It’s not easy finding bus drivers.
Aimee Cook, manager of Mid-Columbia Bus Company in Hermiston, said about 15 to 20 percent of their drivers turn over every year, and finding new ones takes active recruitment.
“School bus drivers, the shortage of them, is a nationwide epidemic,” she said.
The Umatilla County unemployment rate in May was 5.2 percent, according to the Bureau of Labor Statistics. But local employers say it can be hard to find employees who can show up on time, drug free and with the right skills for the job. Cook said it is particularly hard to find people interested in a part-time, split-shift job that entails picking up kids early in the morning and dropping them off in the afternoons for three and a half to seven hours a day.
Many of the people willing to work that kind of schedule are retirees, she said, who then decide after a year or two that they’re ready to retire completely. Other drivers are young people who then quit after starting a family, or people lured away by plentiful jobs at food processors or data centers.
For many years MidCo has recruited by posting signs on school buses parked around town, but Cook said this year the Hermiston office offered the school districts they serve — Umatilla, Stanfield and Hermiston — a fundraising opportunity. Umatilla School District took them up on the offer, and Umatilla students raised money for their clubs and sports for a week by standing on prominent street corners with signs.
“When the kids were out holding signs we had an amazing response,” she said. “We got 25 applications.”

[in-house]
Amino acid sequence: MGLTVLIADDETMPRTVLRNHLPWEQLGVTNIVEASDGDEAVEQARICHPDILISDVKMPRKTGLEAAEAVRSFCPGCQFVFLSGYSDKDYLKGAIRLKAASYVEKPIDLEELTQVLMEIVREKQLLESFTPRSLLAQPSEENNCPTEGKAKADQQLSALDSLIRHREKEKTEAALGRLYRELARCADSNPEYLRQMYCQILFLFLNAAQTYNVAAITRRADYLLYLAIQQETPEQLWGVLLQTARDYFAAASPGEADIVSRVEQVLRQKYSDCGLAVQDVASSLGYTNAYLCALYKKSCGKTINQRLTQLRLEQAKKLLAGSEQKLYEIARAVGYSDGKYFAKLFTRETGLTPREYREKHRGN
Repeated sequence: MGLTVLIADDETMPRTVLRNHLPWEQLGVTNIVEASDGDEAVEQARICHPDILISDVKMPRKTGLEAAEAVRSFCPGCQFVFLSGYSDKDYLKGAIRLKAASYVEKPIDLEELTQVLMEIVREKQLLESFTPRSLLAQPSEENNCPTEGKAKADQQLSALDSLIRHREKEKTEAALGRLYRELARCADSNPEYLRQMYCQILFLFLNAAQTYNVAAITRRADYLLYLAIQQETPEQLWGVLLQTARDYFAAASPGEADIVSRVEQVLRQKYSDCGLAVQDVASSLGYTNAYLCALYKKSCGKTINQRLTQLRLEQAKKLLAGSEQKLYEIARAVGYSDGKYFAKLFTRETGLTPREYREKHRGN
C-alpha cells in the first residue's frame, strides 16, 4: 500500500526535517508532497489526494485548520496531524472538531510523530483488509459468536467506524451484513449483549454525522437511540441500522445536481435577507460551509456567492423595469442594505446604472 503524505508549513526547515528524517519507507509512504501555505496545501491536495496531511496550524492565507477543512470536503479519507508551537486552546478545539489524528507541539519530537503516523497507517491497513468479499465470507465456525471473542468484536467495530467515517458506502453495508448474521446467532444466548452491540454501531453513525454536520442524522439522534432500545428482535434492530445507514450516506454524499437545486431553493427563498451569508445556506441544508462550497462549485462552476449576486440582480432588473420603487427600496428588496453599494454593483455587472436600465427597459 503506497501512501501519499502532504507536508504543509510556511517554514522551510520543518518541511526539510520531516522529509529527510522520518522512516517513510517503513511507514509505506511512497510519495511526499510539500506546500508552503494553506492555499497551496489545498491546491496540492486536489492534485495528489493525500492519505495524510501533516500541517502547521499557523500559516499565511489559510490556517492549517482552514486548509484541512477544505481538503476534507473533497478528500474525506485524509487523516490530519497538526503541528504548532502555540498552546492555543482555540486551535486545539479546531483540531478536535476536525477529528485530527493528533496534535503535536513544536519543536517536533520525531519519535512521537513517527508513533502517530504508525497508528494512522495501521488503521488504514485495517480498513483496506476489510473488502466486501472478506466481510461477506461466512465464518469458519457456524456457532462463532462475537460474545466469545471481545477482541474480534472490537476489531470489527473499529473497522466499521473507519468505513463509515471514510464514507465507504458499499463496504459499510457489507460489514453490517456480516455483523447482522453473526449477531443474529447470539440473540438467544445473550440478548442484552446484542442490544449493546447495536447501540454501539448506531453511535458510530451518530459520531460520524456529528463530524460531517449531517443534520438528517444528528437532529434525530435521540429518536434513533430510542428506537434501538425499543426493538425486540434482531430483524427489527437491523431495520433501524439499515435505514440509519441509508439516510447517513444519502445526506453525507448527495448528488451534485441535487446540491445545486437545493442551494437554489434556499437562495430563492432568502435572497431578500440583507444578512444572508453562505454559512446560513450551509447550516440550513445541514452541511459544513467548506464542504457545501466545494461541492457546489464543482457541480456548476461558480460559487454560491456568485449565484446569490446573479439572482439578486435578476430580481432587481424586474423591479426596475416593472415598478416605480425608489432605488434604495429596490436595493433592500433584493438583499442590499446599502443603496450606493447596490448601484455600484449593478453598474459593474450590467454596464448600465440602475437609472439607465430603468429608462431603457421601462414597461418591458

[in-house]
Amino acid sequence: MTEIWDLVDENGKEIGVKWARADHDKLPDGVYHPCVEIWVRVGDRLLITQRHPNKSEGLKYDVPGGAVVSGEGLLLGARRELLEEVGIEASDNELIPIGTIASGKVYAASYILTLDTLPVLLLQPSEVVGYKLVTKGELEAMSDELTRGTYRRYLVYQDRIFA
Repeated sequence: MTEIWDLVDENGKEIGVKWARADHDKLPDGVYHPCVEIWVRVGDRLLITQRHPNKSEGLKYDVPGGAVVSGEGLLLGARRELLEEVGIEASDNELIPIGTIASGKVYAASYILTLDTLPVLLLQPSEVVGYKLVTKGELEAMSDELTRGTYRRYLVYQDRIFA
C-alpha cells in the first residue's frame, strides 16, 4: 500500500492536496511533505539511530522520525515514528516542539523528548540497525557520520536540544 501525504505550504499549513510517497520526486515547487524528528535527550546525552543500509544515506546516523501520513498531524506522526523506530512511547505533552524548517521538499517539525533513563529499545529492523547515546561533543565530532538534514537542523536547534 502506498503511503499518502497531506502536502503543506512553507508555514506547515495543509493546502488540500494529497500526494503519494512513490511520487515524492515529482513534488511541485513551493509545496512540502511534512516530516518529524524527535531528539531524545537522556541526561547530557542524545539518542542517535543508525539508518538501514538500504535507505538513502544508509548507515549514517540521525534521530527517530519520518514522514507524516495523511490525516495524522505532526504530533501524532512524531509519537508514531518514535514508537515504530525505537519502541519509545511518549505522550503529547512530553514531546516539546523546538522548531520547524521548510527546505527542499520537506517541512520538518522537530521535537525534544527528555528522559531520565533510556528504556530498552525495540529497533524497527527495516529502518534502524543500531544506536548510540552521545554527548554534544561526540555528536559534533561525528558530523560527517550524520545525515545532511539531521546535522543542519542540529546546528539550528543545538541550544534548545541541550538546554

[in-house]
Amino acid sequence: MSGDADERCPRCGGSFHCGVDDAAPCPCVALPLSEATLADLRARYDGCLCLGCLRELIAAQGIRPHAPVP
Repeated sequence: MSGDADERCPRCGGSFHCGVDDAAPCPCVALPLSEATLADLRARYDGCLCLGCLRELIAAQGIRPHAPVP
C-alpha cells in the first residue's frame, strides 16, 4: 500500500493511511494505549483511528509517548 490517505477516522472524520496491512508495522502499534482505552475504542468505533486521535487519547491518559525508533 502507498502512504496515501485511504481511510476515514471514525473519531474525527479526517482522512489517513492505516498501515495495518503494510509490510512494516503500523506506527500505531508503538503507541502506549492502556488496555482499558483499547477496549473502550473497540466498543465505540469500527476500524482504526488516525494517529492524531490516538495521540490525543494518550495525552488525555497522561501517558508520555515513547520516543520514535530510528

MidCo is still hiring, however, for route drivers, substitute drivers and drivers to take students on field trips and to away games for sports. Employment requires passing a background check, physical, drug test and commercial driver’s license test.
When a driver is hired by MidCo they are given help studying to take a test at the DMV for their learner’s permit for their class B commercial driver’s license. Once they receive the permit they get hours of supervised driving until they are ready to take the test to receive their CDL. After they have their CDL and have completed other trainings on topics such as handling rowdy students, they are sent out with an empty bus for a total of five hours’ worth of practice drives on their expected route. Trainers can then work with them on any spots they still feel less than confident about before they take on students.
Cook said she has driven buses and the important thing to remember is that your job is to get students there safely and on time, even if that means being “mean” by telling them they have to follow the rules.
The job can be enjoyable, she said, and some people love being able to make money for part of the year while still getting summers, spring break and holidays off. MidCo does have some work opportunities during the summer too, such as driving the Umatilla County Fair shuttle this week. Getting to take overnight trips out of town from time to time can also be a perk.
Despite the turnover rate, some drivers have been taking Hermiston kids to school for 20 years now.
“Once they get past the third year, they tend to stay,” Cook said.